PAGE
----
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Topobathymetric Model for the Central Coast of California, 1929 to 2017

February 8, 2018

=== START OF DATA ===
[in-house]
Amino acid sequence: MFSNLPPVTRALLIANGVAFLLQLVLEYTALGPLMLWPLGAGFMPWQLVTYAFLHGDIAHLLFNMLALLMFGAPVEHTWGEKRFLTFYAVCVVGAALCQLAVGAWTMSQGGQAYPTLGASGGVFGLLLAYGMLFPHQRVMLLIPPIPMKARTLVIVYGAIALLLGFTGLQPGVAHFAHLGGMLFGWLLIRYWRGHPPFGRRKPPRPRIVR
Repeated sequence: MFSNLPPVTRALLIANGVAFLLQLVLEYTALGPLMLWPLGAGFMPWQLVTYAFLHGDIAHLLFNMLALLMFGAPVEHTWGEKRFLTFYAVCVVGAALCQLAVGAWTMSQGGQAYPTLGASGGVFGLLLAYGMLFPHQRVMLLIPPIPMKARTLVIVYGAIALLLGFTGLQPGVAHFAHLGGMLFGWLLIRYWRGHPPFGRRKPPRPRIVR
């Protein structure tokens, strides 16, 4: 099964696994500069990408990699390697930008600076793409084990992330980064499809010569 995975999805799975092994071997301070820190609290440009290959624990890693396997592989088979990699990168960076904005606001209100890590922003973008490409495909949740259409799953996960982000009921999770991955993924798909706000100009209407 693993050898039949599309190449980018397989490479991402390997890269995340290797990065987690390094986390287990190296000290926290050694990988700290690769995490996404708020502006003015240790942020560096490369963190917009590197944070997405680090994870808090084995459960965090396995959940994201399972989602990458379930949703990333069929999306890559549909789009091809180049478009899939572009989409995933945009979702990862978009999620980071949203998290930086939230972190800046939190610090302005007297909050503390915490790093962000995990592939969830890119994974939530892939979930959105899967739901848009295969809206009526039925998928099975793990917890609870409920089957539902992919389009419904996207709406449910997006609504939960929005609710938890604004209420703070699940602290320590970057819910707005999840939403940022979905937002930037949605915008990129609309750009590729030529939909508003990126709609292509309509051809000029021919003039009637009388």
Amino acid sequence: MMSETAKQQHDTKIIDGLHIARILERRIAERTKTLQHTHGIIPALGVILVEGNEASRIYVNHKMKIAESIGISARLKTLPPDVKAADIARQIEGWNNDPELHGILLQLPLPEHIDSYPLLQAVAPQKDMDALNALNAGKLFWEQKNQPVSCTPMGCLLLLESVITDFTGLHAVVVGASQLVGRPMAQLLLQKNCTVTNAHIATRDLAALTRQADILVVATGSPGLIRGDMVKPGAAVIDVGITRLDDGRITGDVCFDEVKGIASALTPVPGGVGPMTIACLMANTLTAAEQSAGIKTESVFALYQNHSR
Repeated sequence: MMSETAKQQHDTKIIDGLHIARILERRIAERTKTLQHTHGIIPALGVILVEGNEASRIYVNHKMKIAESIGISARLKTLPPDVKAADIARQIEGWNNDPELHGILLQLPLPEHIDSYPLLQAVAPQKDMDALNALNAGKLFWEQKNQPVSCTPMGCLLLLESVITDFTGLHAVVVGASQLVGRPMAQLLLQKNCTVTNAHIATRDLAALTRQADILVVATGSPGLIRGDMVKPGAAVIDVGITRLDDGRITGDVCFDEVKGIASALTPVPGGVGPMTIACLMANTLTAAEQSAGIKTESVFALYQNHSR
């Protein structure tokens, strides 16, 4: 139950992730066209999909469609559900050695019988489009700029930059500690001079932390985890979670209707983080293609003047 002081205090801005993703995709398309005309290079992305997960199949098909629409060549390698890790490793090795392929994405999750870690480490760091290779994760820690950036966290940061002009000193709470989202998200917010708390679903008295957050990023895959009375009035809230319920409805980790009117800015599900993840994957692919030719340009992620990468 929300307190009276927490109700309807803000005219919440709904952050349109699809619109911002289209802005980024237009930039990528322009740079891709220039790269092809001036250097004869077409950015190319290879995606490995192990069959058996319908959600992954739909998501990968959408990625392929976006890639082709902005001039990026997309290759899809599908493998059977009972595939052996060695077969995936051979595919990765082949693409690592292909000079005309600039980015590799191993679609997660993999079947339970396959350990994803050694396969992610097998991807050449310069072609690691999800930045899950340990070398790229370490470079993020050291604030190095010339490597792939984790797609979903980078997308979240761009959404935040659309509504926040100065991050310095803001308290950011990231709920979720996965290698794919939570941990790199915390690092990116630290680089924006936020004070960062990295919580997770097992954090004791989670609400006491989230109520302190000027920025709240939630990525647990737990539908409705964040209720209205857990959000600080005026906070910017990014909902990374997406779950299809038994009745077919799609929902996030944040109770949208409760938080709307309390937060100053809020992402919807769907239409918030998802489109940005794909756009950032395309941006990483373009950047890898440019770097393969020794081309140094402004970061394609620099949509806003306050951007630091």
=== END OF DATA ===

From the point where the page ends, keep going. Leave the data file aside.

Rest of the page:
To support the modeling of storm-induced flooding, the USGS Coastal National Elevation Database (CoNED) Applications Project has created an integrated 1-meter topobathymetric digital elevation model (TBDEM) for the Central California Coast. High-resolution coastal elevation data is required to identify flood, hurricane, and sea-level rise inundation hazard zones and other earth science applications, such as the development of sediment transport and storm surge models. The new TBDEM consists of the best available multi-source topographic and bathymetric elevation data for the onshore and offshore areas in Central California. The Central California TBDEM integrates 70 different topographic and bathymetric data sources including LiDAR point clouds, hydrographic surveys, single-beam acoustic surveys, and multi-beam acoustic surveys obtained from USGS, NOAA, and USACE. The topographic and bathymetric surveys were sorted and prioritized based on survey date, accuracy, spatial distribution, and point density to develop a model based on the best available elevation data. Because bathymetric data are typically referenced to tidal datums (such as Mean High Water or Mean Low Water), all tidally-referenced heights were transformed into orthometric heights that are normally used for mapping elevation on land (based on the North American Vertical Datum of 1988). The spatial resolution is 1-meter with the general location ranging from Point Conception to the Golden Gate Bridge, and extending offshore to a depth of at least 15 meters. The overall temporal range of the input topography and bathymetry is 1929 to 2017. The topography surveys are from 2008-2015. The majority of the bathymetry is from 1996-2011. Some of the nearshore void zone (not covered by lidar or multibeam) was filled with NOS surveys dating back as far as 1929.